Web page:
I’m combining these two as I didn’t spend too much time in either place, so don’t have a huge amount to write about…
I took 7 hour bus ride from Luang Prabang to Vang Vieng. The majority of this journey was like something out of a fairytale as we weaved through the mountains of central Laos. Not even the bumps and jolts of the pothole ridden roads – or the broken air conditioning – took away from the views.
We arrived in Vang Vieng sometime mid afternoon…or rather at the bus station 2km outside of Vang Vieng, meaning everyone had to pay a further amount to get a taxi into town (unless you wanted to brave the heat of the walk). It seemed like a little scheme all the locals were in on.
Vang Vieng is in a nice spot, situated by the river, where you can lie back sipping a cool beer in the sun, enjoying the views of the mountains in the backdrop. The town is on the tourist route as it is famous for tubing. Quite simply riding a rubber tube down the river for a few hours and being pulled into bars along the way. Tubing was shut down for a few years previously due to the number of injuries and fatalities as a result of combining alcohol and the river, but reopened recently with a ‘light’ version, approx half the number of bars en route that there had been.
I had planned on giving tubing a go, but the North of Laos is still in dry season, meaning the river wasn’t flowing that fast…I was walking alongside the river faster than the tubers (there weren’t even that many) were managing to float downstream. Instead, on the one day I spent in Vang Vieng, a group of us hired some motorbikes to go exploring again. It’s becoming quite a common theme!
The roads out of town were a lot worse than what I’d become used to though, if they could be called roads at all…they were small dirt tracks littered with dirt grooves and large, loose rocks to throw you of course. The word ‘stress’ was thrown about a bit for the first time on my trip.
The reward for the rides were good. Waterfalls and caves at the end of each road. The caving experiences were good but challenging and largely meant climbing steep rocky paths, usually covered with slippery mud in my chosen footwear for the day – flip flops. These eventually broke making the treks even more fun.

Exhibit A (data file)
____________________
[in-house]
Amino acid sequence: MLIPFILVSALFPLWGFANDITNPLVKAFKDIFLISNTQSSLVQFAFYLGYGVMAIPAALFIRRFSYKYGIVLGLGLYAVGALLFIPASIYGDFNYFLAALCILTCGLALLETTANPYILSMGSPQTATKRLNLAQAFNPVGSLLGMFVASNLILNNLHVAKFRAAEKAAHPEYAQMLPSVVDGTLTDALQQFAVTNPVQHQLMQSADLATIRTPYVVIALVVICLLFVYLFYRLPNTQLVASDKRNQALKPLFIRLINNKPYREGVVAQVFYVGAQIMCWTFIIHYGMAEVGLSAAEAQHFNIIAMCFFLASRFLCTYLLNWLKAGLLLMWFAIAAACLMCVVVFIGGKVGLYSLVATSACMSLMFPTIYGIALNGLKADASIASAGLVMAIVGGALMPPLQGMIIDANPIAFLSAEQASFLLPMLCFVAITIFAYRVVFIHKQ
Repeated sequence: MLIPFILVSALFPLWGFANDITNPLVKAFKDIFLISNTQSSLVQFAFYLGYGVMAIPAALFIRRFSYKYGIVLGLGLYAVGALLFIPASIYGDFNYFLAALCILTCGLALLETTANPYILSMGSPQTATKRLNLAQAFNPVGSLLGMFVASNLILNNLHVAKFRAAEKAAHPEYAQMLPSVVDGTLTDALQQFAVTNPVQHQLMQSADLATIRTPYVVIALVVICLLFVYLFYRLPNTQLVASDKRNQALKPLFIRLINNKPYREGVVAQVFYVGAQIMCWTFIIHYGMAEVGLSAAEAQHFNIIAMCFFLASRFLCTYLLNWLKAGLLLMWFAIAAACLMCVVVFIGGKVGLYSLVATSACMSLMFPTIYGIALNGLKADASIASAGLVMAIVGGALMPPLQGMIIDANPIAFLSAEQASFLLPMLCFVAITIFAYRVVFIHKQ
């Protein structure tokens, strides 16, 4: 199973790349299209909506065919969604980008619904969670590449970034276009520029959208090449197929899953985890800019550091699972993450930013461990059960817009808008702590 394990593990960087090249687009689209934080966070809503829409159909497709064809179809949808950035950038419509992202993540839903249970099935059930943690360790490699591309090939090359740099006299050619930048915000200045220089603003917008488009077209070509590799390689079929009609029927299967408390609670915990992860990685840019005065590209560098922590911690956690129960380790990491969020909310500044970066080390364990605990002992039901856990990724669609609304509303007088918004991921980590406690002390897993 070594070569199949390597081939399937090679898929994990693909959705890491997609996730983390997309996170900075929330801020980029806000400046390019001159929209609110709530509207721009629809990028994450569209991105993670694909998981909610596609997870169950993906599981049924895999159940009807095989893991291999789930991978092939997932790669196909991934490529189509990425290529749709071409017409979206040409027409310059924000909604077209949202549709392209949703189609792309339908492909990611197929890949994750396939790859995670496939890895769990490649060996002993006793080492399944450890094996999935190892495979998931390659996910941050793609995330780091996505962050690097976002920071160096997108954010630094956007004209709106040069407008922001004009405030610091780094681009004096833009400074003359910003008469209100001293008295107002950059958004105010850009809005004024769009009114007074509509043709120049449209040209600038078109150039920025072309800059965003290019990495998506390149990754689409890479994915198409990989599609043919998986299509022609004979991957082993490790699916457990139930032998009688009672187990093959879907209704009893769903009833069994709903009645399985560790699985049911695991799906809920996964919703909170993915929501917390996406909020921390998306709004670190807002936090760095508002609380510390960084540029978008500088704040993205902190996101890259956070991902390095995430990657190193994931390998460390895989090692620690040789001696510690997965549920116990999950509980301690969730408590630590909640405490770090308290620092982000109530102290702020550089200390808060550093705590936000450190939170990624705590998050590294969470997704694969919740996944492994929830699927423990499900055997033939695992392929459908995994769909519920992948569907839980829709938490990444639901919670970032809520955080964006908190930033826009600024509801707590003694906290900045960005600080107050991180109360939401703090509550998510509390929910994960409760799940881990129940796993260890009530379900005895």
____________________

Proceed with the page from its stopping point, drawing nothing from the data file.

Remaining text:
We were taken into one of the caves by a ‘tour guide’ who couldn’t have been more than 8 years old. We eventually got lost and had to turn back but it was a crazy experience in there. We eventually found a lagoon of crystal clear water hidden within the caves which gave both a nice sight and a nice spot to cool off in.
Had a minor crash on the bike on the way home but that was inevitable given the state of the roads, and nothing too serious.
The next day I left for Vientiane. Given it is the capital of Laos and also their largest city, I hadn’t heard great things about the place. The reality was it wasn’t that bad, with. Night market, bars and restaurants lining the river. There really weren’t many sites to see, the only one I went to was their emulation of l’Arc de Triomphe. In the 60’s America had gifted Laos with money and materials for them to build an airport, but they decided instead to use the resources to build an ugly concrete monument which was actually never even finished. Up top their were 360 degree views over the city, but like I said, not much to see.
It was a shame to leave Laos with such an anti climax, given I’d enjoyed the towns of Luang Prabang and Vang Vieng so much, but I’ll try to find the time to come back into Laos in the south to see more of what the country has to offer.
Next stop, Hanoi.